Before there was Disney World, before there was Universal Studios, before there was Sea World, there was Gatorland. I recently had the opportunity to visit Gatorland and found it more enjoyable than I expected, it turned out to be a memorable way to spend an afternoon. One of the most impressive areas of the park was the breeding marsh, an area complete with boardwalk and observation tower meandering over a shallow lake while more than one hundred alligators swam or sunned almost within reach. It was almost impossible to walk so close to so many of these creatures and not feel at least a twinge of terror once in a while. The buzzards hanging around in the nearby trees did not do much to assail these feelings.
Yet, I realized that as long as I stayed on the boardwalk, I would be safe. I was in no real danger of being attacked by these alligators unless I decided to dive into the marsh with them. There was zero chance of that happening. Yet, any fear of being devoured by an alligator would not be a rational fear. A quick internet search revealed that the last death in the US attributed to an alligator occurred in 2007.
I would be much more likely to meet my demise at the hands, hooves, horns or teeth of many other creatures. Every year in the United States horses and cows kill more than twenty people. One hundred twenty deaths yearly are caused by deer, many through automobile accidents. Domestic dogs kill over one hundred eighty people annually. Of course, the odds of any of these animals killing me are obviously very slim.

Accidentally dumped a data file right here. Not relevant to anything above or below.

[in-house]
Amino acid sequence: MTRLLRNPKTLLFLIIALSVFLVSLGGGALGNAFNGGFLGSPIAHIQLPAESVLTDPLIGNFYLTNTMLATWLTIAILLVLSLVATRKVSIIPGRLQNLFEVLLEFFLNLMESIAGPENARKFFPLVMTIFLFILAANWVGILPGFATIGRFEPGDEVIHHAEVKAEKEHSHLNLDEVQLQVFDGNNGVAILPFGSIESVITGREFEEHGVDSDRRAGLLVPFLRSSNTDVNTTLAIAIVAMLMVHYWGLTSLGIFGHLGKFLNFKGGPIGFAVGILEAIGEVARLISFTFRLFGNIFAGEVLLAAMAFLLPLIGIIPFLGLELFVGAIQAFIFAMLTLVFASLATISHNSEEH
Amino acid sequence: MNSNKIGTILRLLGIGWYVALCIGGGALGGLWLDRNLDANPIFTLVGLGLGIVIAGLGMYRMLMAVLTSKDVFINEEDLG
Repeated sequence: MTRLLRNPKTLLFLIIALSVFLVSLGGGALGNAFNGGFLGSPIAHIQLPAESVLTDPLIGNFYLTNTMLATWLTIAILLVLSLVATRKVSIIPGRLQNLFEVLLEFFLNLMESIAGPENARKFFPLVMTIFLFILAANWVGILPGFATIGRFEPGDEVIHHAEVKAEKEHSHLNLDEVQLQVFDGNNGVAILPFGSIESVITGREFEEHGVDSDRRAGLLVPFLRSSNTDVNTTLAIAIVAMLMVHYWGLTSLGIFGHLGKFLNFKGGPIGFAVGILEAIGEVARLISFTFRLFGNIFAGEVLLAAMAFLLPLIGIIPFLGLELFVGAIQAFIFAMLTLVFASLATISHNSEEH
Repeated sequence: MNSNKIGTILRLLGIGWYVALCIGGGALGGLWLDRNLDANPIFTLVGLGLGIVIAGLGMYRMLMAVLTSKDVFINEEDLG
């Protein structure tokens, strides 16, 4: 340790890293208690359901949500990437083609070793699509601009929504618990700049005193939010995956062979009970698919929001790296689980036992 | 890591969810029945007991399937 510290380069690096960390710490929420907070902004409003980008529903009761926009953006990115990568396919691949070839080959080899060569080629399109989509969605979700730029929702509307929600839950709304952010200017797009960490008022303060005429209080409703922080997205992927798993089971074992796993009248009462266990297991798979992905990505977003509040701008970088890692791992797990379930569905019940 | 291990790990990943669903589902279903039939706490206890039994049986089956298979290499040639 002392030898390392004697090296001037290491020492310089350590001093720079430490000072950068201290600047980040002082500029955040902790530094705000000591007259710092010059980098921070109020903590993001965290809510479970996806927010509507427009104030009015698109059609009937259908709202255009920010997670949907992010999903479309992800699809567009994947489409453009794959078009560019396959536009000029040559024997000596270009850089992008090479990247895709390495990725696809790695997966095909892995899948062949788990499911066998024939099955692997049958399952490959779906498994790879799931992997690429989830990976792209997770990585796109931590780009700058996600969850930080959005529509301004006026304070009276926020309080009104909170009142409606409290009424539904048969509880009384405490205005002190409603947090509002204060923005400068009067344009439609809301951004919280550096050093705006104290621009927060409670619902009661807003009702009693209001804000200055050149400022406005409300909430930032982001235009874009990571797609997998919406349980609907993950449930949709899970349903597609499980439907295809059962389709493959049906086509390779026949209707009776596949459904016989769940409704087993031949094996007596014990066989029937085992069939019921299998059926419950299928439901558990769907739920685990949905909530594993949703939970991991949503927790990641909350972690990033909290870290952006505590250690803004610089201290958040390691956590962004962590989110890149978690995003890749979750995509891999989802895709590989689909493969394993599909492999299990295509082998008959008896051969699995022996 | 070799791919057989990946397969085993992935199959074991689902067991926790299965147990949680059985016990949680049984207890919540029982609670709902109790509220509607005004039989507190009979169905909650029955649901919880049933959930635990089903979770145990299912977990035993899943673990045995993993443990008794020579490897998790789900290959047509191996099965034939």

The dangers in the world are not limited to the animal kingdom. Believe it or not, vending machines kill thirteen people annually, bathtubs kill three hundred forty, falling out of bed kills four hundred fifty people, and volcanos kill more than eight hundred annually. All of these things kill more people than alligators. Again, the odds of any of these things happening to me is about as likely as me winning the lottery which, by the way I have never purchased a ticket for,
Often though we fret and worry more about being eaten by an alligator or being bitten by spiders than about things that have a much higher probability of happening to us. According to the CDC there are five things that perhaps I should be concerned with: heart disease, cancer, lung disease, stroke and unintentional injuries such as those on roads or caused by medication overdoses. Together, these five conditions cause almost two-thirds of all deaths in the country. So, perhaps I should not give those alligators a second thought and instead should pay attention to diet and exercise which really do have an impact on my health and wellbeing.